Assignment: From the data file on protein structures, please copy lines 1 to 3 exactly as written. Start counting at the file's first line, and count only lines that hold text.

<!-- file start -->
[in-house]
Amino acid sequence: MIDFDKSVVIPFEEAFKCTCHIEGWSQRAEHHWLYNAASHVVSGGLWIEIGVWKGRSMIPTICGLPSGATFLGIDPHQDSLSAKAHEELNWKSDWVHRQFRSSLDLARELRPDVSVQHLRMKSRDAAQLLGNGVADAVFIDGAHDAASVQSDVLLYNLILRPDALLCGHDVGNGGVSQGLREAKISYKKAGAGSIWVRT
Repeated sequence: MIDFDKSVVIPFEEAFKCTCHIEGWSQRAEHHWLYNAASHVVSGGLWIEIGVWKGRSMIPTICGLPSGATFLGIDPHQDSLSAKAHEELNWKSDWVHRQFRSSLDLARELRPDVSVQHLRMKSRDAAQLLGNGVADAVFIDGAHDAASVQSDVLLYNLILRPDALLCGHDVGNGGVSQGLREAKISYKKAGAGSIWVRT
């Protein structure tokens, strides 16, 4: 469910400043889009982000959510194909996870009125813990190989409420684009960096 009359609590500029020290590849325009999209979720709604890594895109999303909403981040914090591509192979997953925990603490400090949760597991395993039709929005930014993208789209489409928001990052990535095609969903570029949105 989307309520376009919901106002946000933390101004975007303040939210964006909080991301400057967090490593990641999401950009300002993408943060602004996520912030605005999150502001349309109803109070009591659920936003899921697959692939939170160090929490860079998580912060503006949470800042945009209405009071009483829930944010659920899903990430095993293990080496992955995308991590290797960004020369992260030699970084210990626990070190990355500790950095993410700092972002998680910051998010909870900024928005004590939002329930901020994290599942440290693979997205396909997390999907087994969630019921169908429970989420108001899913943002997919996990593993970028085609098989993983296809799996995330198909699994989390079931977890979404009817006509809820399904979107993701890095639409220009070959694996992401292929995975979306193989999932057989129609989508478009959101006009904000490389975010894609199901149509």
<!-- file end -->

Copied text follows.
[in-house]
Amino acid sequence: MIDFDKSVVIPFEEAFKCTCHIEGWSQRAEHHWLYNAASHVVSGGLWIEIGVWKGRSMIPTICGLPSGATFLGIDPHQDSLSAKAHEELNWKSDWVHRQFRSSLDLARELRPDVSVQHLRMKSRDAAQLLGNGVADAVFIDGAHDAASVQSDVLLYNLILRPDALLCGHDVGNGGVSQGLREAKISYKKAGAGSIWVRT
Repeated sequence: MIDFDKSVVIPFEEAFKCTCHIEGWSQRAEHHWLYNAASHVVSGGLWIEIGVWKGRSMIPTICGLPSGATFLGIDPHQDSLSAKAHEELNWKSDWVHRQFRSSLDLARELRPDVSVQHLRMKSRDAAQLLGNGVADAVFIDGAHDAASVQSDVLLYNLILRPDALLCGHDVGNGGVSQGLREAKISYKKAGAGSIWVRT